Fifth annual Central Valley United Way Food Truck Festival brings several newcomers for 2018
■ By Corey Evan / Reporter
Starting a fixed restaurant kitchen can be quite an expense. A 2015 survey places the average cost of starting a new restaurant at around $275,000, and that’s without ownership of the building you move into. Vendors can also opt to start up a cheaper alternative, like say, a food truck, they can sometimes go for as low as $50,000. Another upside is that they can also do what other fixed kitchens can’t, and that’s go places!
For several SoCal food trucks, Hemet was their destination on Saturday, April 7. Next to the Fingerprints Children’s Museum, the fifth annual Central County United Way Food Truck Festival was underway. This year marks the second time United Way has partnered with the Ramona Pageant for this culinary experience. After patrons got their fill of Ramona at the spring festival north of Florida Avenue, they made their way south of Florida to get their literal fill.
Bob Duistermars, CEO for Central County United Way once again helped coordinate resources for this year’s festival and its success. “I’m just kind of supervising the whole thing,” he said. “We’ve got people out here that are in charge of different parts of it. And so when we put it all together, we have an amazing event!”
This year’s food faire included:
– A New York Deli on Wheels: Pictured is their Pastrami Rachel sandwich, with sriracha mayonnaise and coleslaw.
– Dogodog: Their featured faire was the Loaded Taqueso. “We use cheese as the tortilla,” explained Andy Acosta of Dogodog. “We put the cheese on the grill, we wait until it melts together, making it crispy-soft. From there, we add the meat and cheese of your choosing.” WARNING: The Taqueso is greasy, but it’s delicious and homemade…nothing is from a can! They also have a hot dog stuffed inside a whole pepper, for the adventurous among you.
– El Buen Sazón: Mulitas were their selected item. “This is an authentic dish from Mexico. This is [made with] homemade tortillas, carne asada, guacamole, onions, and cilantro. We only make authentic food,” according to Rodrigo Durán of El Buen Sazón.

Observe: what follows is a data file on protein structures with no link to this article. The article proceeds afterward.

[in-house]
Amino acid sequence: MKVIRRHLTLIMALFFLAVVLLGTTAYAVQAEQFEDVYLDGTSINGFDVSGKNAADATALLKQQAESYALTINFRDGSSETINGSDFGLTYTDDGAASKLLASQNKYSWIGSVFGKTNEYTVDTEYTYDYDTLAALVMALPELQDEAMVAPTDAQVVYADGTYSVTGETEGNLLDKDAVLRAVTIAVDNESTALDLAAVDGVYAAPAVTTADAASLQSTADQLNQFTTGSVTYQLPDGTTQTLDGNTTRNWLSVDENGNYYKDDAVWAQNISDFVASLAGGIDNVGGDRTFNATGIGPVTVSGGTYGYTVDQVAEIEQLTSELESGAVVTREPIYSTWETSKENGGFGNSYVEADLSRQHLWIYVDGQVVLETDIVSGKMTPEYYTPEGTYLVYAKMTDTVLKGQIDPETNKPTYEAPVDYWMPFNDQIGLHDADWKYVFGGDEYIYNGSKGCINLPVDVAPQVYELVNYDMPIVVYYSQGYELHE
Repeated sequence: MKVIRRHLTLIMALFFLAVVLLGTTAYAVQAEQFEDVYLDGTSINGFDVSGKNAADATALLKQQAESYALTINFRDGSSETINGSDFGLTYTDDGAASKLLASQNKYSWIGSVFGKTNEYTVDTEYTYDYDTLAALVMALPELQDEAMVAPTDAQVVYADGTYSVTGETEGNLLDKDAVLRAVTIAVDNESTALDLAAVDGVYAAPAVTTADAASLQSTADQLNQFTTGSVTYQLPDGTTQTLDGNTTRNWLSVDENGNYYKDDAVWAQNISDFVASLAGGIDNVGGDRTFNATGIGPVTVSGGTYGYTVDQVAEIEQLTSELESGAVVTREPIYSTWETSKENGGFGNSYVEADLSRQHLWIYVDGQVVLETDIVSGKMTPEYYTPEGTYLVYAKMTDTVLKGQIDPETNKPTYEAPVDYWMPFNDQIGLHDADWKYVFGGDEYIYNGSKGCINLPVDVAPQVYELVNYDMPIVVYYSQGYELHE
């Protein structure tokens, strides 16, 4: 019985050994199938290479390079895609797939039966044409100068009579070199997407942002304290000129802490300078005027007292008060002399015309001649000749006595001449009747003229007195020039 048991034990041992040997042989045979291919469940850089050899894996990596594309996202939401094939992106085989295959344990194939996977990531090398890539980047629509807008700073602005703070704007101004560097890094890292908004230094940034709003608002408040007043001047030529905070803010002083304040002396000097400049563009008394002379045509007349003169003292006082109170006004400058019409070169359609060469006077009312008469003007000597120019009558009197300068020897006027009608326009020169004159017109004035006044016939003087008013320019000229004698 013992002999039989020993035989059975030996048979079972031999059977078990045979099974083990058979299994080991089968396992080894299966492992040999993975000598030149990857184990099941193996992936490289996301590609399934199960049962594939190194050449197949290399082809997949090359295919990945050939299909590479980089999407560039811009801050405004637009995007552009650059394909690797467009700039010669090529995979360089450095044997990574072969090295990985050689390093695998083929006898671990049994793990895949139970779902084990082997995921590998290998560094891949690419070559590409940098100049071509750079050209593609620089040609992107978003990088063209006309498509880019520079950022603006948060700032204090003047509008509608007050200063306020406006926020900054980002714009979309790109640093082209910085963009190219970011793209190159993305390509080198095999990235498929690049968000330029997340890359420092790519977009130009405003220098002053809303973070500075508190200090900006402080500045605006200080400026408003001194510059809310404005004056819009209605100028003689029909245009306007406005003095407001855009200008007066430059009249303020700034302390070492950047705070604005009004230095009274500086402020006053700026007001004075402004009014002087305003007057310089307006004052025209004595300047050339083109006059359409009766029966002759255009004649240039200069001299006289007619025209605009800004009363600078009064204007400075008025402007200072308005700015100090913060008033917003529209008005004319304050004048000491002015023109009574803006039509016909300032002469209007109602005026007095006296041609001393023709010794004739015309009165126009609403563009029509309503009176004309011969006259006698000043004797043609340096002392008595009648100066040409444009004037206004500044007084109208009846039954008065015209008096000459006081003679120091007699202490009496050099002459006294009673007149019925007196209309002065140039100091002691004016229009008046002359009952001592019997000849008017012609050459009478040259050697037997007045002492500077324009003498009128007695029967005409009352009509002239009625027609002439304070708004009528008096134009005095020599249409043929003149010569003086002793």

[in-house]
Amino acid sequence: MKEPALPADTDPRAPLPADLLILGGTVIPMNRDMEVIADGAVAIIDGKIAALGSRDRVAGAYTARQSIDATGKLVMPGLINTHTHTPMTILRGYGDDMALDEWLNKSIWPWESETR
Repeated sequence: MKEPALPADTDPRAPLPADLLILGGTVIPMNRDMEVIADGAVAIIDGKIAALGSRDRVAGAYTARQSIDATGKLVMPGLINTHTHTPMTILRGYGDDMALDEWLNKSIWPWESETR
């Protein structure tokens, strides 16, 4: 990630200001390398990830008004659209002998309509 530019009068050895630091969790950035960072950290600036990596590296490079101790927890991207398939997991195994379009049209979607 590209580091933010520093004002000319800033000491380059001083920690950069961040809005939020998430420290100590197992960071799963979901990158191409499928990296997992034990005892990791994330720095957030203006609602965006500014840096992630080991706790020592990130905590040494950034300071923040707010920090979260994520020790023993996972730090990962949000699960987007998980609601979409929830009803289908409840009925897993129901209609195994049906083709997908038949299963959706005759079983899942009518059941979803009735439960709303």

– NEW THIS YEAR: Rice Balls of Fire came in from Los Angeles to show off their interpretation of sushi. Just be kind to the ninjas ahead of you when ordering your food.
– The Shrimp and Taco Stop, also from L.A., stopped by with their special recipe shrimp tacos, served with yellow peppers and special seasoning. Cuidado: ¡Caliente!
– The Sweet Stop brought their famous funnel cakes from Riverside, and piled them high with powdered sugar, whipped cream and strawberries, “to make it super delicious,” said Al of The Sweet Stop. “And sometimes we add a little chocolate drizzle!” Mouth watering yet?
– Pearson’s Louisiana Cajun Food only had to drive a couple blocks to fry up catfish, gator bites and cajun fries. For those who missed it, the giant cups of lemonade were just what the afternoon begged for.
– NEW THIS YEAR: SoCal Caribbean, also famous for serving halal foods, featured a lamb curry dish with tender lamb, fresh veggies, and plenty of rice. For those who aren’t familiar with halal food standards, they’re similar to kosher standards.
Also present were the St. Hyacinth Academy Ballet Folklorico dance group, who not only performed dances inspired by the upcoming Ramona Pageant, but also taught festival patrons a few moves. The local Boy Scouts were there also, as well as the Valley Queens.
United Way expresses its gratitude to Event Mode Marketing for their help promoting the festival, as well as the City of Hemet for coordinating traffic control and parking for patrons.
Proceeds from this year’s event benefit United Way’s community outreach programs. To find out how you can help, please visit www.ccuw.org